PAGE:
joe acaba

Back to School Resources

Need help with your science homework? We’ve got you covered! Here are some out-of-this world (pun intended) resources for your science and space questions.

Let’s take a look…

NASA Space Place

From questions like “Why does Saturn have rings?” to games that allow you to explore different galaxies, NASA Space Place has a variety of content for elementary-age kids, parents and anyone who likes science and technology topics. 

Visit the NASA Space Place website or follow @NASASpacePlace on Twitter.


Targeting middle-school students and teachers, this NOAA and NASA partnership has games and useful information about weather and other Earth science subjects. 

Visit the SciJinks website or follow @SciJinks on Twitter. 

NASA Education

The NASA Education website includes an A-Z list of education opportunities that we offer throughout the year, as well as education programs, events and resources for both students and educators. 

We have a diverse set of resources for multiple age groups:

Visit the NASA Education website or follow @NASAedu on Twitter. 

Want to get NASA Education materials for your classroom? Click HERE

A Year of Education on the International Space Station

Although on different crews, astronauts Joe Acaba and Ricky Arnold - both former teachers - will work aboard the International Space Station. K-12 and higher education students and educators can do NASA STEM activities related to the station and its role in our journey to Mars. Click HERE for more. 

Sally Ride EarthKAM

Also on the International Space Station, the Sally Ride EarthKAM @ Space Camp allows students to program a digital camera on board the space station to photograph a variety of geographical targets for study in the classroom. 

Registration is now open until Sept. 25 for the Sept. 26-30 mission. Click HERE for more. 

NASA eClips™

NASA eClips™ are short, relevant educational video segments. These videos inspire and engage students, helping them see real world connections by exploring current applications of science, technology, engineering and mathematics, or STEM, topics. The programs are produced for targeted audiences: K-5, 6-8, 9-12 and the general public.

Space Operations Learning Center

The Space Operations Learning Center teaches school-aged students the basic concepts of space operations using the web to present this educational content in a fun and engaging way for all grade levels. With fourteen modules, there’s lots to explore for all ages.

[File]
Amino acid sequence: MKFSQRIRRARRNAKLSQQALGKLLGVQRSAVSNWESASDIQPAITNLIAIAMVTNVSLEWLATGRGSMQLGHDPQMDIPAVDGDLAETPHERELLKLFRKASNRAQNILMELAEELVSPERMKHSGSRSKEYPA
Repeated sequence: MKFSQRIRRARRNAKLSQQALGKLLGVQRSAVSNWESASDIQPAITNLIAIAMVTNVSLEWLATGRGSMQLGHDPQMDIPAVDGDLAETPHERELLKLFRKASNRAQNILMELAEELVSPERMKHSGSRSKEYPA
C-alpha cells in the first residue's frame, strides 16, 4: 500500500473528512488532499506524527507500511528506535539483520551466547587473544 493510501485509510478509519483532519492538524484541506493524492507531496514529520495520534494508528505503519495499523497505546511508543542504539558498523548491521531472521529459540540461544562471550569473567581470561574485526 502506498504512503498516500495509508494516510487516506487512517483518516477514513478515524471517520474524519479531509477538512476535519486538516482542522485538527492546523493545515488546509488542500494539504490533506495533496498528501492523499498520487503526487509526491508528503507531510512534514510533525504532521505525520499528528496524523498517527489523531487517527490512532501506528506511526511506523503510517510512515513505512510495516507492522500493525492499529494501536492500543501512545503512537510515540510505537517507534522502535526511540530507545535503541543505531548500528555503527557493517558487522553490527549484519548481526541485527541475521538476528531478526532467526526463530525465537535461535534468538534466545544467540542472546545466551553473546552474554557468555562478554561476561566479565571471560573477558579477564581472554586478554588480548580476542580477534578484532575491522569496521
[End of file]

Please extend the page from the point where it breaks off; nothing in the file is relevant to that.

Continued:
The Mars Fun Zone

The Mars Fun Zone is a compilation of Red Planet-related materials that engage the explorer inside every kid through activities, games, and educational moments. 

Fly Away with NASA Aeronautics

Frequent flyer or getting ready to earn your first set of wings? From children’s books for story time to interactive flight games, we’ve got Aeronautics activities for students of all ages that are sure to inspire future scientists, mathematicians and engineers. 

On Pinterest? We have a board that highlights NASA science, technology, engineering and math (STEM) lessons, activities, tools and resources for teachers, educators and parents. 

Check it out here: 

Make sure to follow us on Tumblr for your regular dose of space:


Expedition 53/54 crew members Alexander Misurkin, Joe Acaba, and Mark Vande Hei left Earth in their Soyuz MS-06 spacecraft and arrived at the International Space Station on September 12-13, 2017, ahead of a five-and-a-half month stay aboard the ISS.

“The Soyuz rocket is rolled out by train to the launch pad at the Baikonur Cosmodrome, Kazakhstan, Sunday, Sept. 10, 2017. Expedition 53 flight engineer Mark Vande Hei of NASA, Soyuz Commander Alexander Misurkin of Roscosmos, and flight engineer Joe Acaba of NASA will launch from the Baikonur Cosmodrome in Kazakhstan the morning of September 13 (Kazakh time.) All three will spend approximately five and a half months onboard the International Space Station.”

— via NASA

100 Days in Houston

A lot can happen in 100 days…

At our Johnson Space Center, located in Houston, it has been busy since July 10. Here are six things that have been going on in Houston with our astronauts, the International Space Station and our next great telescope! Take a look:

1. Our James Webb Space Telescope is Spending 100 Days in a Freezing Cold Chamber

Imagine seeing 13.5 billion light-years back in time, watching the birth of the first stars, galaxies evolve and solar systems form…our James Webb Space Telescope will do just that once it launches in 2019.

Webb will be the premier observatory of the next decade, studying every phase in the cosmic history of our universe, ranging from the first luminous glows after the Big Bang, to the formation of solar systems.

On July 10, the Webb telescope entered Johnson Space Center’s historic Chamber A for its final cryogenic test that lasts about 100 days behind a closed giant vault-like door. 

Why did we put Webb in this freezing cold chamber? To ensure it can withstand the harsh environment it will experience in space.

The telescope has been in a space-like environment in the chamber, tested at cryogenic temperatures. In space, the telescope must operate at extremely cold temperatures so that it can detect infrared light – heat radiation – from faint, distant objects. 

To keep the telescope cold while in space, Webb has a sunshield the size of a tennis court, which blocks sunlight (as well as reflected light from the Earth and Moon). This means that the sun-facing side of the observatory is incredibly hot while the telescope-side remains at sub-freezing temperatures.

2. Our 12 new astronaut candidates reported to Houston to start training

Our newest class of astronaut candidates, which were announced on June 7, reported for training on August 13. These candidates will train for two years on International Space Station systems, space vehicles and Russian language, among many other skills, before being flight-ready.